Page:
Exploration and Resource Geology (BSc)
Cardiff is one of the few universities that run undergraduate courses specifically in Exploration and Resource Geology which has evolved from the long mining tradition in South Wales.
Globally there is an ever-increasing need for oil, gas, metals and construction materials in a world where resources are finite. Our BSc degree builds on a solid grounding in geology and focuses on the applied understanding of exploration of the Earth’s natural resources.
The programme provides knowledge of processes that lead to the formation of a natural resource, be it a hydrocarbon or a metalliferous deposit. Between years two and three it also includes either an industrial placement or an applied geological mapping project.
Because they are trained in specialist fieldwork and the IT skills needed by a professional exploration geologist, our graduates are in great demand in the mineral exploration industry.
The fieldwork activities for this course are similar to those for our Geology programme but with an applied aspect. In year one the main location is Pembrokeshire. In year two students currently visit South West England to study sedimentary basins and the tin mining legacy and northern Spain, where rock exposure is completely different from the UK.
In year three you may visit Cyprus or another location, where all that you have learned previously about the formation and exploitation of ore deposits can be synthesised into a picture that truly shows the essential practical skills needed by exploration geologists.
An exploration geologist needs a broad range of skills including an aptitude for fieldwork, good IT skills and the ability to make key decisions from limited information. This applied and vocationally orientated course will prepare you for a potentially exciting professional career as a geologist working in the global hydrocarbon, metalliferous or bulk mineral industries.
NOTE: As well as the conventional BSc programme, an optional one-year industrial placement is available for Exploration and Resource Geology. This option provides an opportunity for you to gain in-depth experience in a range of relevant industries. You’ll be supervised and visited by University staff while enjoying the experience and career enhancement that results from a ‘year out’.
There are also four-year MESci and MESci (International) programmes. These focus on research training and critical analysis, making students who take these programmes very employable in a range of professions. Both feature a master’s research dissertation in year four and the international MESci includes a year studying at a university overseas.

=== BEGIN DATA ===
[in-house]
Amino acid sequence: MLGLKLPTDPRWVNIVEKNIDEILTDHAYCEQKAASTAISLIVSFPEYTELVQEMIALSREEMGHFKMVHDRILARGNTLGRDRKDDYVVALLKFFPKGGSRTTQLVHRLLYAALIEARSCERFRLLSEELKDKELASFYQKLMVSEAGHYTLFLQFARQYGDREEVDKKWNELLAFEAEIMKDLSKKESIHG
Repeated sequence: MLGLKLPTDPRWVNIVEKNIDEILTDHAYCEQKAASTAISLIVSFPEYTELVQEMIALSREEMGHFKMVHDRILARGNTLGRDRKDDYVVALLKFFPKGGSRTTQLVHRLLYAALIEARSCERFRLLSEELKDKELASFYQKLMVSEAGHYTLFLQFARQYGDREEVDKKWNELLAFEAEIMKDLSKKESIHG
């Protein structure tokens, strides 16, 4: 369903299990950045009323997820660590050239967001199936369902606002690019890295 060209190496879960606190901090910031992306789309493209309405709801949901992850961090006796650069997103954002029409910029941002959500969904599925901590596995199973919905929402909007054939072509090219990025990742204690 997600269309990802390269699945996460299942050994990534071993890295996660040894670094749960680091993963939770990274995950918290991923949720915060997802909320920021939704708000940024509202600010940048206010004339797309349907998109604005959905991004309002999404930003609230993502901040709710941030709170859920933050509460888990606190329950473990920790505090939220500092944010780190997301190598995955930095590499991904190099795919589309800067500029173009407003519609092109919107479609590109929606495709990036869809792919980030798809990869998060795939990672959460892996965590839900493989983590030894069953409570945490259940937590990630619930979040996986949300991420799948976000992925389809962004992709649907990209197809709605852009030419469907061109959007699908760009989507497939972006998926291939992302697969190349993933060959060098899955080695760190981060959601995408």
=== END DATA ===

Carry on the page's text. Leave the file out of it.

This BSc degree will provide you with the opportunity to learn in a School which has a strong research focus with sophisticated analytical equipment routinely used on site.
Research active staff are involved in programme design and delivery and there are a variety of modules on offer based on academic research as well as applied studies including placement opportunities.
This programme involves a common first term allowing you to experience aspects of Earth Sciences and Geography before finally deciding upon which honours degree course you wish to pursue.
The generic nature of the course will provide you with professional skills appropriate for a range of career pathways or advanced training options.
You will have an opportunity to engage in extensive fieldwork for which expert supervision will be provided.
The School has links with local consultancy companies and exploration companies worldwide and we have a thriving Society of Economic Geologists (SEG) chapter that links us to this international society and lets us attract specialist visiting lecturers and arrange field visits to working quarries and mines.
|Next intake||September 2016|
|Typical places available||The School typically has approx 150 places available.|
|Typical applications received||The School typically receives approx 740 applications.|
|Typical A level offer||ABB. At least two A-levels should be a Science, Geography, Geology or Maths.|
|Typical Welsh Baccalaureate offer||WBQ Core will be accepted in lieu of one A-level, excluding the required Science/Geology/Geography A-level(s). At least two A-levels should be a Science, Geography, Geology or Maths.|
|Typical International Baccalaureate offer||30-32 points, including at least two Sciences at Higher Level.|
|Other qualifications||Applications from those offering alternative qualifications are welcome. Detailed alternative entry requirements are available for this course|
This is a three-year full-time degree. Years one and two contain compulsory modules and there are some options in year three.
The course structure is very flexible. All of our Earth and Ocean Science degree courses share a common first semester. This is designed to give you a sound foundation in Earth sciences upon which to build. In total you will earn 120 credits for the year, through a mixture of 10-credit and 20-credit modules.
You will study the following general topics: The Sedimentary System; Introduction to Earth Science Fieldwork; Introduction to Earth Science Skills; Life Through Time; Earth Materials; Earth and Planetary System Science; Formation of the British Isles; Natural Resources and Energy; Geological Maps, Sections and Structures; Dangerous Earth.
At the end of your first semester you will decide whether to continue with your original degree choice or choose another of our Earth Science degrees.
|Module title||Module code||Credits|